IT’s a Leeds manufacturing name that will never fade with the passing of time.
And now the city’s own Potts family - one of the world’s greatest clock-making dynasties - is being celebrated as part of a an exhibition in the city.
Clocks by the famous ‘Potts of Leeds’ company, which was founded by William Potts in Pudsey in 1833, are being showcased as part of the ‘Clocks of Character’ exhibition at Leeds Industrial Museum at Armley Mills.
The family built some of the city’s most iconic timepieces, which include the clocks at Leeds Town Hall, Corn Exchange, Old Post Office and Holy Trinity Church on Boar Lane, and the company received a Royal Warrant from Queen Victoria in 1901.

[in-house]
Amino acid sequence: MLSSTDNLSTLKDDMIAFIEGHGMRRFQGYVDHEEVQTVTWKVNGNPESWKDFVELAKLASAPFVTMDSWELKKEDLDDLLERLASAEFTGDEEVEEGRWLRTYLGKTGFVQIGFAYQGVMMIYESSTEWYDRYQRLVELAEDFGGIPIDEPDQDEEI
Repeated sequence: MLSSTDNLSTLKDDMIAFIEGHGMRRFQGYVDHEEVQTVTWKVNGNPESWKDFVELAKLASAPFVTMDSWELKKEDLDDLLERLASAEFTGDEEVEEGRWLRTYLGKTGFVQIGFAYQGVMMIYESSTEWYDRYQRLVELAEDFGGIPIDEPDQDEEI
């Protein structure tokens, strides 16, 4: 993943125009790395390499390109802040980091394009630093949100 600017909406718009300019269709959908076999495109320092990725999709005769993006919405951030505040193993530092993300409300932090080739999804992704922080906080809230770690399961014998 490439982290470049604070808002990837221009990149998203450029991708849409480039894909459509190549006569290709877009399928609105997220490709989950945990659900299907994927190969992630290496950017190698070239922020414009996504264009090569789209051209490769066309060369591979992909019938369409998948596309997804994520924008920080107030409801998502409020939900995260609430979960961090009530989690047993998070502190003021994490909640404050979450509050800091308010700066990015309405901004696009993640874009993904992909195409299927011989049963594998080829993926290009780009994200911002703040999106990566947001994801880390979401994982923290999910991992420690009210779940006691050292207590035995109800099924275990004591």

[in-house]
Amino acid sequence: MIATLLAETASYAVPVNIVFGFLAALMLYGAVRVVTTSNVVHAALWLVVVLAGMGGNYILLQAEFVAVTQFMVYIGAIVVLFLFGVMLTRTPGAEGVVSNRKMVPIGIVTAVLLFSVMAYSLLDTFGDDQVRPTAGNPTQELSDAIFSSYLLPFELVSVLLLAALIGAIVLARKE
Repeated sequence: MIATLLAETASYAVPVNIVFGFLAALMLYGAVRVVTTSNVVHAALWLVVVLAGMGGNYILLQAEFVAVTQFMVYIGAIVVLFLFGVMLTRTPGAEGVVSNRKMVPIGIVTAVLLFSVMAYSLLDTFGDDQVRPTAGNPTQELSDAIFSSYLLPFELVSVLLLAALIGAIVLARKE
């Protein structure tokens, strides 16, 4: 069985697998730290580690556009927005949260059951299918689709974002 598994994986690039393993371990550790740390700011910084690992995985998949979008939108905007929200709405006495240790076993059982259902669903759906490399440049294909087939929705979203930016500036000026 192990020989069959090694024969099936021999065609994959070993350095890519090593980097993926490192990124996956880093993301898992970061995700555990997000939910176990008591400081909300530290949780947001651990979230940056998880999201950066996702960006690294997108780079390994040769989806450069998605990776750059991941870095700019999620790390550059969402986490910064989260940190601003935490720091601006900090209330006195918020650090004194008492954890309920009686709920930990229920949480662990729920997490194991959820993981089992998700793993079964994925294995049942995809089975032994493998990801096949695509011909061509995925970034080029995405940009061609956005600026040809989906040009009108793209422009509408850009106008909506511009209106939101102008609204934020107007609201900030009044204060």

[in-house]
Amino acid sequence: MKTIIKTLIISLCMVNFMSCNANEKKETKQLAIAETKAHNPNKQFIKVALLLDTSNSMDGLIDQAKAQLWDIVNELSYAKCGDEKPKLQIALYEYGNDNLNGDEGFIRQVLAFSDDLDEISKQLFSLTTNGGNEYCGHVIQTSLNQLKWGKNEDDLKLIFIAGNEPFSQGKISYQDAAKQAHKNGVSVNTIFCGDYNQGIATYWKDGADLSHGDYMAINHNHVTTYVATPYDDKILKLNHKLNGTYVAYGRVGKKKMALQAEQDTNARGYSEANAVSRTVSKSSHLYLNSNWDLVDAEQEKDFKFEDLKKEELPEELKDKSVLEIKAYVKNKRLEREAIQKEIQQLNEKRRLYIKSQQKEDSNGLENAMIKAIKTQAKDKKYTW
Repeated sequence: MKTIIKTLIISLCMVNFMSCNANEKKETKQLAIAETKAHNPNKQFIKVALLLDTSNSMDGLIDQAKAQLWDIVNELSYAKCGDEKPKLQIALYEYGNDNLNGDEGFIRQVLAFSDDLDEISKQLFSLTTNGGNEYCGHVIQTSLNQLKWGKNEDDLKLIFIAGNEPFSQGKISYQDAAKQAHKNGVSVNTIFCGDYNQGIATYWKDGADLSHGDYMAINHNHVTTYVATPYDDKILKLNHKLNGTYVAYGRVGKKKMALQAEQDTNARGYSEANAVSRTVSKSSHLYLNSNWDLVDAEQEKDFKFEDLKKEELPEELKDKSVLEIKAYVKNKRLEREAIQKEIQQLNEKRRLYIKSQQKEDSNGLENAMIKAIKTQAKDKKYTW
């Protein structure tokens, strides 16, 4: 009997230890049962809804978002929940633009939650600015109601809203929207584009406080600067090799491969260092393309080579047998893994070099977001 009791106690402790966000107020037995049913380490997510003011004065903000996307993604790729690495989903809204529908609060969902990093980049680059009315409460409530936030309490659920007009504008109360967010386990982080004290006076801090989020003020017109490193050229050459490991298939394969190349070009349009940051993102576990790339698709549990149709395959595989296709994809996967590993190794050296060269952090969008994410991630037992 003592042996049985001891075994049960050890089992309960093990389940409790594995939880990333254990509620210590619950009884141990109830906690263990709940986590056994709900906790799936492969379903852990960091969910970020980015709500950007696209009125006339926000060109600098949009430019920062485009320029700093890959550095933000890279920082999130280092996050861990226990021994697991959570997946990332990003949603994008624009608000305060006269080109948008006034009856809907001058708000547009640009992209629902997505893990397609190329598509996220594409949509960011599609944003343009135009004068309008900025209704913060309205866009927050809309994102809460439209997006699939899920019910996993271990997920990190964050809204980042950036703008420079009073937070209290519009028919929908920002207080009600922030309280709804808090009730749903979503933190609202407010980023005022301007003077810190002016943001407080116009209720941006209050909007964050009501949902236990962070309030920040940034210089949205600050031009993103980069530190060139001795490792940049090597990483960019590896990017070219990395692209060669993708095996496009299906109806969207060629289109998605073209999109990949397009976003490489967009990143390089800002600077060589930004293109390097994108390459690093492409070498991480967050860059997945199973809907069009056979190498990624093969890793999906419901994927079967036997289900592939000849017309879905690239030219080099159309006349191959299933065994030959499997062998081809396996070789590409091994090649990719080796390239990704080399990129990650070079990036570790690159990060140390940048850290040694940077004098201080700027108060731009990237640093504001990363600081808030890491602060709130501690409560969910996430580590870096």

In total, five generations of the Potts family produced more than 1,600 public clocks for towns and cities in Britain and across the world.
The exhibition, which has already attracted a stream of enthusiasts, runs until Sunday, September 28. Visitors can see examples of the finest clocks produced by Potts of Leeds, as well as items from the family’s private collection. The display includes turret clocks, wall clocks, drum clocks, prominent royal clocks and an early example of one of the company’s famous railway clocks, which has been brought over from Argentina for the exhibition.
Councillor Lucinda Yeadon, Leeds council’s leisure and skills portfolio holder, said: “Potts of Leeds are a truly iconic clockmaker. This is a fantastic opportunity to see the products they have produced over five generations. Many of our city’s landmarks still bear the clocks manufactured by Potts of Leeds, and it is amazing to think that the company also produced 1,600 public clocks for other town and cities, not just in Britain but around the world.”